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technology-enhanced assignments

The following is the beginnings of a list of sample teaching assignments or course syllabi that use technology to enhance teaching and learning.


Internet Resources on Women: Using Electronic Media in Curriculum Transformation - from the UMBC Center for Women and Information Technology. Joan Korenman's links to Women's Studies/Women's Issues Resources Sites, Women- and Gender-Related Email Lists, and Women- and Gender-Related Syllabi, and WMST-L List files and information. See syllabi section for women- and gender-related History courses that make significant use of the Internet.


Teacher's Corner, Women and Social Movements in the United States, 1600 - 2000 - lesson ideas for undergraduate survey courses and introductory women's history courses utilizing extensive online documents. Some are free; others require institutional subscription.

Teaching about Victoria Woodhull - Susan Kullmann's Internet assignment for U.S. History undergraduate survey courses, based on her article Legal Contender - Victoria Woodhull, first woman to run for President.

Women in World History - Curriculum modules (with online primary sources and lesson plans for high school students that can be adapted for undergraduate students) and case studies (with planning, implementation, and teaching strategies) from George Mason University.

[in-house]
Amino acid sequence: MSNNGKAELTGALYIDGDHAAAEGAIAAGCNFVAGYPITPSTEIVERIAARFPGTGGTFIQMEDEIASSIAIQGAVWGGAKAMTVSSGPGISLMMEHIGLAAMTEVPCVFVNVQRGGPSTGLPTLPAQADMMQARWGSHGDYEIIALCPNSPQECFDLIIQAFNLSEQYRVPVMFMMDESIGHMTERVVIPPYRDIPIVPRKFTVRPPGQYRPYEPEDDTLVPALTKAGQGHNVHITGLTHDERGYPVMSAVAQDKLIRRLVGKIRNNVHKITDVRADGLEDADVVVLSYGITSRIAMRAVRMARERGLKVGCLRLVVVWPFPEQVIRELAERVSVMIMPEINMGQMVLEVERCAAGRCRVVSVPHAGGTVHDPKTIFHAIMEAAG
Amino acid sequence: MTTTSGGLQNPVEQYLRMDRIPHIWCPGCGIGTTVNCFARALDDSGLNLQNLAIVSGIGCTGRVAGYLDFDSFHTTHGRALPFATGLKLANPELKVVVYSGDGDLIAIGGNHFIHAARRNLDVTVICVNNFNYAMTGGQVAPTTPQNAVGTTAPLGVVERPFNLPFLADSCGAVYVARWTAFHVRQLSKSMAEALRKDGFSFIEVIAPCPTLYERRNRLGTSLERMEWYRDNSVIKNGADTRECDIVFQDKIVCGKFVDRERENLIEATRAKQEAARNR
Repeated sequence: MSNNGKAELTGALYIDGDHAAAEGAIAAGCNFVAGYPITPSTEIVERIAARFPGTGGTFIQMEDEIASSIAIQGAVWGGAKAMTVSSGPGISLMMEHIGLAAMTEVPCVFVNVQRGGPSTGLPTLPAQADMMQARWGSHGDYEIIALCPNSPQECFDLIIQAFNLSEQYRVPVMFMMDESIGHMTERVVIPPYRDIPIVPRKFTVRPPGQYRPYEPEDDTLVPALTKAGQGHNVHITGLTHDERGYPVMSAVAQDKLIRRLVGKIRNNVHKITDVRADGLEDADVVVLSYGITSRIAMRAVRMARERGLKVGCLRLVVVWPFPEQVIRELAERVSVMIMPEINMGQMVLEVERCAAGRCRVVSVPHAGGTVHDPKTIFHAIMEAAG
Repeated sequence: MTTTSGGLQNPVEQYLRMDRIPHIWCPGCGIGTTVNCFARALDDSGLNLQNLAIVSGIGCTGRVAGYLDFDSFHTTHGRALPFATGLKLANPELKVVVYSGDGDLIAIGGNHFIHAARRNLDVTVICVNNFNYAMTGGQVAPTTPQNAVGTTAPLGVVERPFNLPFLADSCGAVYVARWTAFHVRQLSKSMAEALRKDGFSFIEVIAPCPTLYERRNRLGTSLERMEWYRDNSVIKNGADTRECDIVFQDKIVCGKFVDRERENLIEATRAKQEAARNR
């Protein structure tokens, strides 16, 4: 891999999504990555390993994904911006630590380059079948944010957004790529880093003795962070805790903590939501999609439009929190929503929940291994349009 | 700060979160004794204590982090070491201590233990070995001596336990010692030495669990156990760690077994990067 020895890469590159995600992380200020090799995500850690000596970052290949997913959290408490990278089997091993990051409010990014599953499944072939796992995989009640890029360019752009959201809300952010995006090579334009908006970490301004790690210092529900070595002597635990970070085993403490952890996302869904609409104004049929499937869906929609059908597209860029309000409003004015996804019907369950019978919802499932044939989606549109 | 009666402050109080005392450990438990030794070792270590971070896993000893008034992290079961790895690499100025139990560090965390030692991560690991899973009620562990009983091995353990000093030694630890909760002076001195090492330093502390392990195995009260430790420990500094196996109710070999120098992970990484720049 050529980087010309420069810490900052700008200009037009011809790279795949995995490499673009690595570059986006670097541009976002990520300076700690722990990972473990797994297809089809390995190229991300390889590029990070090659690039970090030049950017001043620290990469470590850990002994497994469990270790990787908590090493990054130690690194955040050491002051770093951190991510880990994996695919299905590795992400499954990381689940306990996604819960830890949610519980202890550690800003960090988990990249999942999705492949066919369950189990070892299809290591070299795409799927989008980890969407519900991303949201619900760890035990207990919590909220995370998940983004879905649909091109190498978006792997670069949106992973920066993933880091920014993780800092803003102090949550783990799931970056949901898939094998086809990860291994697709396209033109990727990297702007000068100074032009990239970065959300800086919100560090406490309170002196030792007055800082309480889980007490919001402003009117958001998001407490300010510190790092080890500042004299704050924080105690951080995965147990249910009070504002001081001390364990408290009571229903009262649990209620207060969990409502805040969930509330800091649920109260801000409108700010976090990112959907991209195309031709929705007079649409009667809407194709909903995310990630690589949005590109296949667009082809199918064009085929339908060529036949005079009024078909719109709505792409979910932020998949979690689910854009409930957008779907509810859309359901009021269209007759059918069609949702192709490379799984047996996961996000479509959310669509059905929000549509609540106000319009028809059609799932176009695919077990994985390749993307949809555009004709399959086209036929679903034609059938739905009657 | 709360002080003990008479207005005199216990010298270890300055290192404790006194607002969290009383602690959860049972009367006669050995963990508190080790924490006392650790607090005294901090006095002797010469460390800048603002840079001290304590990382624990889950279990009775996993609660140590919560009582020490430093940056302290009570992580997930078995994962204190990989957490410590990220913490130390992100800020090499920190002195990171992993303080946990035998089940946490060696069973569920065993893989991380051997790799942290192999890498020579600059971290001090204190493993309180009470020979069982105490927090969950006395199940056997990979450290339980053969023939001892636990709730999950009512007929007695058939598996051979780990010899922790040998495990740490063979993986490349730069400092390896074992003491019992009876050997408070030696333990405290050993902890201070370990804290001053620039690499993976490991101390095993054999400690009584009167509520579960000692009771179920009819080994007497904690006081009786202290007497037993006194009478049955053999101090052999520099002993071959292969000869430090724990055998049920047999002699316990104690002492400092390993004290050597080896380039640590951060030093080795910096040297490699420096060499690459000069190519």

how others in your discipline use technology to enhance learning

These web sites provide links to thousands of examples of how the web is being used in higher education:

  • World Lecture Hall - searchable links to web sites "created by faculty worldwide who are using the Web to deliver course materials in any language" from the UT Austin.
  • Teaching and Learning on the WWW - searchable links to hundreds of examples of "how the web is being used as a medium for learning" from Maricopa Community College.
  • MERLOT - Multimedia Educational Repository for Learning and Online Teaching - links to online learning materials, some with peer reviews and accompanying assignments. Supported by the California State Universities.


Copyright 2005-2011 Susan Kullmann